The Wellington Arts Centre has welcomed another successful event to it's lineup this year, with an inaugural portrait challenge seeing some of the Central West's best artists bringing some beloved locals to life through the medium of portraiture.
Herb Smith and Pip Smith were selected as the event's 'sitters', in recognition of their contributions to the Wellington community.
"We got a lot of comments about the choices, people really thought they were great representatives of our community and it was a very nice way to acknowledge them," Wellington Arts' Lisa Thomas said.
While the arts group has run many competitions in recent years, including the annual Arts Festival, portraiture has been one area with limited focus, which Thomas and others were happy to see change.
"People privately do it, when we did the arts trail last year Marilyn Hickey did some that were well received and when we were running this competition we asked a lot of people and they hand't really done any work in portraits previously," Ms Thomas said.
"They were all very chuffed to start with, then they panicked a little bit when we got underway as the doubt crept in, but as it turned out, no one disappointed, the work was absolutely brilliant."
The competition was carried out over four hours, with artists separated into novice and experience categories and winner selected in each for each sitter.
"It was a little bit of a boundary push for some, but they were all very happy to have done it at the end," Ms Thomas said.
David Mason was selected as the winner of the experienced category for his depiction of Herb Smith, while Therese Woldhuis took out the novice category.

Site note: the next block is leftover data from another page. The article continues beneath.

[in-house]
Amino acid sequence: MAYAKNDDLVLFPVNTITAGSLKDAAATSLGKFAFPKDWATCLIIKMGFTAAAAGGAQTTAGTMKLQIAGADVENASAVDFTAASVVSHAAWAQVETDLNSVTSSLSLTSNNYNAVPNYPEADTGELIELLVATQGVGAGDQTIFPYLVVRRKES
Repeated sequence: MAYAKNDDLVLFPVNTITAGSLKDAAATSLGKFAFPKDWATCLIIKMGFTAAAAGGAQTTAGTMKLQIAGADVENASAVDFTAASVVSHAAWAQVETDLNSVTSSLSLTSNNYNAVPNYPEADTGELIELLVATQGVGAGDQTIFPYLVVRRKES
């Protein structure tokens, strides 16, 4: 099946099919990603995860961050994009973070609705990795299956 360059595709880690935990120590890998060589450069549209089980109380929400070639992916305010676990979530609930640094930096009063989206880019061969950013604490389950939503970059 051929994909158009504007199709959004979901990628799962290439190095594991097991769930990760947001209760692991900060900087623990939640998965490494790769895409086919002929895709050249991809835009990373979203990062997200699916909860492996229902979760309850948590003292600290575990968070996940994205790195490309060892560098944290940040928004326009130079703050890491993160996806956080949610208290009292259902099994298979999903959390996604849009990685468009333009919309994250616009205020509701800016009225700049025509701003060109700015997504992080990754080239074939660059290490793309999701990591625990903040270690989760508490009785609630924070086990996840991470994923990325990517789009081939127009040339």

Gill Pedrana's likeness of Pip Smith earned her top honours in the experienced category, with Suzie Foran's artwork also earning an accolade.
"We're hoping to introduce a heats system next year, David Mason, who's the president of the arts society in Orange was very eager to take the idea back there, so we thought we could do a heat there, and another in Dubbo and have the final in Wellington," Ms Thomas said.
"It ran very well, the venue was ideal and the event took about four hours, there were some people there who were present all day and sat and watched the art evolve, that was a little surprising, but it was very, very appreciated."
The event, sponsored by Infigen and Essential energy, Wellington Golf Club, Wellington Caves and the Osawano Japanese Garden among others, was a 'huge success' according to Ms Thomas, who thanked all involved for their efforts throughout the four-hour-long process.